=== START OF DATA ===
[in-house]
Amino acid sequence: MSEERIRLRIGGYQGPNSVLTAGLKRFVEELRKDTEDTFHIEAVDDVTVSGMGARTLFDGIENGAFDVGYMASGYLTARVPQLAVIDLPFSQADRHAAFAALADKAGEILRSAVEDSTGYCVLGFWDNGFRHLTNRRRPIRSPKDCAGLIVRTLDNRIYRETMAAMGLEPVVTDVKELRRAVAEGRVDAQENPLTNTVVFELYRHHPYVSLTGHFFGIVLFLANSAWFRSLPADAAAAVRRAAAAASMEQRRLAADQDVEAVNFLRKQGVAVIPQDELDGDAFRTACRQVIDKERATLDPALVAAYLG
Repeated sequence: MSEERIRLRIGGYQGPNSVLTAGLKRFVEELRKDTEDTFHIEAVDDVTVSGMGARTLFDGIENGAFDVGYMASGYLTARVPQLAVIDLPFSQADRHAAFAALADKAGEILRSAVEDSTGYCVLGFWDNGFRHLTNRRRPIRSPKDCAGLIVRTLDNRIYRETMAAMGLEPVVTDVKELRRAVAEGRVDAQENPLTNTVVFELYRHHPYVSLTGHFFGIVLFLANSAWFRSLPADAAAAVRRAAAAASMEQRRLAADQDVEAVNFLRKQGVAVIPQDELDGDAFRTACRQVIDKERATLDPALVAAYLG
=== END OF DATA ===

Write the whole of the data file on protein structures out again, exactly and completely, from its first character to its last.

[in-house]
Amino acid sequence: MSEERIRLRIGGYQGPNSVLTAGLKRFVEELRKDTEDTFHIEAVDDVTVSGMGARTLFDGIENGAFDVGYMASGYLTARVPQLAVIDLPFSQADRHAAFAALADKAGEILRSAVEDSTGYCVLGFWDNGFRHLTNRRRPIRSPKDCAGLIVRTLDNRIYRETMAAMGLEPVVTDVKELRRAVAEGRVDAQENPLTNTVVFELYRHHPYVSLTGHFFGIVLFLANSAWFRSLPADAAAAVRRAAAAASMEQRRLAADQDVEAVNFLRKQGVAVIPQDELDGDAFRTACRQVIDKERATLDPALVAAYLG
Repeated sequence: MSEERIRLRIGGYQGPNSVLTAGLKRFVEELRKDTEDTFHIEAVDDVTVSGMGARTLFDGIENGAFDVGYMASGYLTARVPQLAVIDLPFSQADRHAAFAALADKAGEILRSAVEDSTGYCVLGFWDNGFRHLTNRRRPIRSPKDCAGLIVRTLDNRIYRETMAAMGLEPVVTDVKELRRAVAEGRVDAQENPLTNTVVFELYRHHPYVSLTGHFFGIVLFLANSAWFRSLPADAAAAVRRAAAAASMEQRRLAADQDVEAVNFLRKQGVAVIPQDELDGDAFRTACRQVIDKERATLDPALVAAYLG